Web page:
100%

Scanned image of the page. Keyboard directions: use + to zoom in, - to zoom out, arrow keys to pan inside the viewer.

Page Options

Download this Issue

Share

Something wrong?

Something wrong with this page? Report problem.

Rights / Permissions

This collection, digitized in collaboration with the Michigan Daily and the Board for Student Publications, contains materials that are protected by copyright law. Access to these materials is provided for non-profit educational and research purposes. If you use an item from this collection, it is your responsibility to consider the work's copyright status and obtain any required permission.

October 02, 1924 - Image 1

Resource type:
Text
Publication:
The Michigan Daily, 10-2-1924

Disclaimer: Computer generated plain text may have errors. Read more about this.

THE WEATHER
WARMER
TODAY

AN40W

~ore

Iailj

MEMBER
.SSOCIATED PRESS
and
WESTERN CONFERENCE
EDITORIAL ASSOCIATION

VOL. XXXV. No. 9

EIGET PAGES

ANN ARBOR, MICHIGAN, TIiURSDAY, OCTOi ER 2, 1924

EIGHT PAGTES

PRICE, FIVE CENTS

MICHiGAN KIWANIS
MrT FOR ANN IAI

Ants U age War On Expedition
In Quest Of Fossil Specimens

BR/AND CALLS ON
~ii RTIICl TO

Varsity Band To
Appear Tomorrow
Finn] robo h thI I n bl i U wo

III~~~~~~~~~ L IIU1.M I I 1HI Y ,<rearsas o re an wer
More than 200 specimens are in- vanced continued, despite the counter- IILLheld last night at their headquarter
cluded in a collection of fossils attacks of the ants, who clawed their jfl lin Morris hall. They will make thei
brought back to Ann Arbor this sum- way through the wails of their homes first pearance tomorrow, when the
Sorder to reach the intruders. Thereiw nn he
mer by Prof. E. C. Case of the geology were no fatalities, although, as Pro-wmr with the Kiwanians, her
department after traveing more than fessor Case says the bite of a giant for their annual state convention.
CONFERENCES A NP SIHT-SEE- variety ofkanti WARNS MAJAST l ENACtI; OF 'The band will also appear Saturday
,NG TOURS SCIEIUIED 3,000 miles in a Ford, engaging in)variety cfNCny is no joke. UtiRE 'ON Thean wisaAsrne p iWarf eturnay
FOR TO DAY battle with a colony of ants, and IA hitherto unexplored spot in Wy- DIPTSfor the Miami game and at Lansing
wandering over a dozen states. oming was especially productive from the following week, where they will
AThe rarest of the specimes are a the sientist viewpoint as 19skus' take part in the dedication of the new
COJUZEINS TO SPEAIK. aetoftesImensaretly ots's epoPLntS skulls,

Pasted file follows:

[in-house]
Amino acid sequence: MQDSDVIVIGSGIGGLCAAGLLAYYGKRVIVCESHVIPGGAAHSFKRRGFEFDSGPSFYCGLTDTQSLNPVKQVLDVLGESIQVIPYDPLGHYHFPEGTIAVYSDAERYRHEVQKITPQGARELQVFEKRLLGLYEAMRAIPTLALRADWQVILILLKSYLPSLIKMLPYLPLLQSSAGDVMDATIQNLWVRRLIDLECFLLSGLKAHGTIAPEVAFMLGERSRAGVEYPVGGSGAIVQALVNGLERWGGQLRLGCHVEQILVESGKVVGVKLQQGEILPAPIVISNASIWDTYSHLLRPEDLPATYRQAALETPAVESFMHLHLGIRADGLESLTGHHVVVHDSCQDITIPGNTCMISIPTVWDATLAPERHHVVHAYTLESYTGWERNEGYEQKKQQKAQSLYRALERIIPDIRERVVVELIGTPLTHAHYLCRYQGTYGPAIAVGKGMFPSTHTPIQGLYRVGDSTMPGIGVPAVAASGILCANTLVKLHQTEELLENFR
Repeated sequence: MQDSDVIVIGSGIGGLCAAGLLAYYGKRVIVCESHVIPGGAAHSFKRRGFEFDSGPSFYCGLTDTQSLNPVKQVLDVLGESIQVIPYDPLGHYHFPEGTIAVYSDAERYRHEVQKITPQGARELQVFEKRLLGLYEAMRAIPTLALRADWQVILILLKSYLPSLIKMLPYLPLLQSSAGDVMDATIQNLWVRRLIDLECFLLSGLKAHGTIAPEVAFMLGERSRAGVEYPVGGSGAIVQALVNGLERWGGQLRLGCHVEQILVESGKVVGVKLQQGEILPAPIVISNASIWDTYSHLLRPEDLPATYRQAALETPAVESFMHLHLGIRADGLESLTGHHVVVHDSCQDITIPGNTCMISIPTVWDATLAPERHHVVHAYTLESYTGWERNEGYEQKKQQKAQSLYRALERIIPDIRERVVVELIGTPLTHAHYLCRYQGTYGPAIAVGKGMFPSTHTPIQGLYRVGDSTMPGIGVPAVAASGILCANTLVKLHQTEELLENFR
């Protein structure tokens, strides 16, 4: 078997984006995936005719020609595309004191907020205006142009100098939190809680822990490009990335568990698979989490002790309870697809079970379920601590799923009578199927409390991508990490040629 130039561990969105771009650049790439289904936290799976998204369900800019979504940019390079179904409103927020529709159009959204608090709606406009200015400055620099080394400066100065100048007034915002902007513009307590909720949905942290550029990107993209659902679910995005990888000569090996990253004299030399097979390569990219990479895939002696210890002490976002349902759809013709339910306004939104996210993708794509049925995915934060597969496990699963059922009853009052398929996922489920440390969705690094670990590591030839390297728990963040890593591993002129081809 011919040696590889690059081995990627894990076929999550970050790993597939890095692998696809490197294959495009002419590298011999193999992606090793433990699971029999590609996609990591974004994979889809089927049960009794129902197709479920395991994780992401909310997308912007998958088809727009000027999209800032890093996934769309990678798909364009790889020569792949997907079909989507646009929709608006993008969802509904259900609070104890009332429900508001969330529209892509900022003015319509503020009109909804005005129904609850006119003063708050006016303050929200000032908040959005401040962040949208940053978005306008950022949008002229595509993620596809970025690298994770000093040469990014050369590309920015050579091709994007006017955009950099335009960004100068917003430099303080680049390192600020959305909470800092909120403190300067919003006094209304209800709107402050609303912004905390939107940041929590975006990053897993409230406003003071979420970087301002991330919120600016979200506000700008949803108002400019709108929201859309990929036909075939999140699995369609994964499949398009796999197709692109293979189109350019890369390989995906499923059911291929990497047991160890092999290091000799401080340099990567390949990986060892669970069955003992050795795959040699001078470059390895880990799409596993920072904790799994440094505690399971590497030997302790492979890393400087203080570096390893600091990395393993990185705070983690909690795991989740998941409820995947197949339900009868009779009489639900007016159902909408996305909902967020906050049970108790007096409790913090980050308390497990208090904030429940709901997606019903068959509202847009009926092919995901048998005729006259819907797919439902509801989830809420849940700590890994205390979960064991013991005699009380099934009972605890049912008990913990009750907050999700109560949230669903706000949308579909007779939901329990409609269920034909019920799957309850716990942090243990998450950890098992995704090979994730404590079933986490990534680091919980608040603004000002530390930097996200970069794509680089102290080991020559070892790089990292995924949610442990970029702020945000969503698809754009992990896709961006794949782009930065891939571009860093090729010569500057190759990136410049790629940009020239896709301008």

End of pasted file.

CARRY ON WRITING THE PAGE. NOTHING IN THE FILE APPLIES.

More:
dozen, dinosaur stomach stones, some mostly of primitive rabbit and early M. A. C. stadium
as large as a silver dollar. The Big deer were uncovered. Next summer The band will have 72 members this
Visiting Clubs Will Present Original ( Bad lands of South Dakota yielded the Professor Case hopes to return to this Numner~ous Spvahers Expres Their year, which is their usual strength,
Stunts and Short Skits In jaw and skull of a baby rhinocer"os be- region. Views Drirng Afernoui but the largest number of tryouts on
Evening Program lieved to be nearly 2,000,000 years old. The results of the work of the S(ssion record was reported, and consequently
The ant battle occurred in Montana, summer are gathered in the museum the personnel is of better quality than
Michigan Kiwanis, 1500 strong, will when the ants attempted to defend in the natural science building, with Geneva Oct., 1. (By A. P.)-A warn- ever before. Paul Sellards, '25, who
gather here'today for the seventh an- their hills from the assults of the the other relics of antiquity'gathered iaheaded the musicians last year, will
nual International Kiwanis conven- jscientists. But the holes 6f the ant by Professor Case in 31 years of ! nestngay nac the o intm icas, rum-major again. Many new
tion to be held in Michigan. With domiciles were plugged up and the ad- travel. reasonsmay menace the world in the pieces, mostly marches, have been
practically every civic organization future was issued by Aristide Briand, added to their repertoire this year.
in Ann Arbor ready to cooperate with many times premier of France, today --
them, the local Kiwanis organization TQwh nwi0 Tats me ire ofera unceIayio nG u a
is prepared to entertain what will wULn with that same fire of eloquen tional Guard
probably be the largest convention of wTo Pro s C